4. Where there is some dispute as to the recommended specific assessment arrangement, the case should be referred to the Dean of the relevant Faculty. Liaison should then take place with Wellbeing Services/AccessAbility to ensure all issues are given due consideration.
      5. Where the assessment is an examination administered by the Examinations Office, the Examinations Office should issue details to each candidate of the arrangements approved by the Examinations Office, together with any additional instructions, at least 15 working days before the relevant examinations commence.
      6. Where the assessment is administered within a College, the Wellbeing Service/AccessAbility/and the Examinations Office (where necessary) should, be consulted in determining the specific assessment arrangement.
      7. A disability that has not been declared prior to an assessment cannot be taken into account retrospectively, unless the student can provide a reasonable explanation and properly documented evidence for not having previously declared it (see also the University’s procedures for Student Academic Appeals).
    3. Specific Arrangements
      1. Additional time allowance may be made for all methods of assessment. This will be written on the students’ ILPs following assessments by Wellbeing Services/AccessAbility. The standard additional time allowance for timed assessments is 15 minutes per hour unless evidence received states otherwise (from Wellbeing Service/AccessAbility).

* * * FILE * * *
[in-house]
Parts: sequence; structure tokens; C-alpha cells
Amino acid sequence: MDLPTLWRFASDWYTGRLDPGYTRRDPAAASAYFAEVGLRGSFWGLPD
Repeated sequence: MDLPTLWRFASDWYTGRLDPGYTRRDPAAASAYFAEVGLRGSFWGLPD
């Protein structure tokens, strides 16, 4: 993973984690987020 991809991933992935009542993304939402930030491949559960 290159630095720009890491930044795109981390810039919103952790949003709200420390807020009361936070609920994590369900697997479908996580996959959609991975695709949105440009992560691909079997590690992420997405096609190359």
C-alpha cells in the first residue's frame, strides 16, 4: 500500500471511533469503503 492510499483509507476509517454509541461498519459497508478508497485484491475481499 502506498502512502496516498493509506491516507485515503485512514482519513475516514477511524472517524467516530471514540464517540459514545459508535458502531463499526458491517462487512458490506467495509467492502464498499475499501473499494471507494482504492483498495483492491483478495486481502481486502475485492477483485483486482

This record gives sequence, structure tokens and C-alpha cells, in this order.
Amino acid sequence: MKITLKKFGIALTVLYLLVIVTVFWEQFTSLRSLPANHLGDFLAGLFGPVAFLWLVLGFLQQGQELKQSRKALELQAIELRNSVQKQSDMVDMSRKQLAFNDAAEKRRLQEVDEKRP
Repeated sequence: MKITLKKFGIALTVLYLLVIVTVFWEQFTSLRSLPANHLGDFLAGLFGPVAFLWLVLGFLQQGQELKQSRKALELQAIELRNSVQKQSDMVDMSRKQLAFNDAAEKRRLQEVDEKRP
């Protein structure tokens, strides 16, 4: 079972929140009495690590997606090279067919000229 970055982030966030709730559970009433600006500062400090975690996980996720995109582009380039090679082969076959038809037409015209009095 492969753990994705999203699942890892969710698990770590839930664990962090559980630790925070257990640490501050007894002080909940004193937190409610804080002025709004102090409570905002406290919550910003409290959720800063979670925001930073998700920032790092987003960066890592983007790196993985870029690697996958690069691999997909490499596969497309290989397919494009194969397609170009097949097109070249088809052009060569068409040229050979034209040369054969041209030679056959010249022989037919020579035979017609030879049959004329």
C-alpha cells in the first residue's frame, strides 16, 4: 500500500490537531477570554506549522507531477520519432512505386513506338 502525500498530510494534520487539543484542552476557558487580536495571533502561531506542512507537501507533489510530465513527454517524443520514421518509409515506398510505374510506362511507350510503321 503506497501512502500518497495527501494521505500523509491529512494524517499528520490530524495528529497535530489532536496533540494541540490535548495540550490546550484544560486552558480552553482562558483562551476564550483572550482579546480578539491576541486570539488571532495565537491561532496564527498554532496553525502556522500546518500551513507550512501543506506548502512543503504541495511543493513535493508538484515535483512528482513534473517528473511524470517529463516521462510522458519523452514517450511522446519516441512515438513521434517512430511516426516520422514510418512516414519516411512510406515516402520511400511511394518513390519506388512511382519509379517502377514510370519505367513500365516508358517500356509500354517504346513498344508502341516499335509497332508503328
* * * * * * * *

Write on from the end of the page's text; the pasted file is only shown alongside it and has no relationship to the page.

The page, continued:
2. Where an examination lasts for more than four hours, an appropriate supervised rest period should be allowed. For shorter examinations, students should only be eligible for rest breaks if specified in their ILPs.
      3. Where an examination lasts for more than three hours, the students involved should not be required to take more than one examination in a single day. Where this is not possible, every effort should be made to ensure an adequate rest period between examinations, in agreement with Wellbeing Services/AccessAbility, the Examinations Office and the College(s) involved.
    4. Alternative Examination Locations
      1. If required as part of a student’s ILP, a location suited to the student’s needs, and meeting appropriate examination conditions should be made available.
      2. Exceptionally, a student may be allowed to take an examination in his/her place of residence, provided that an invigilator approved by the Examinations Office is present.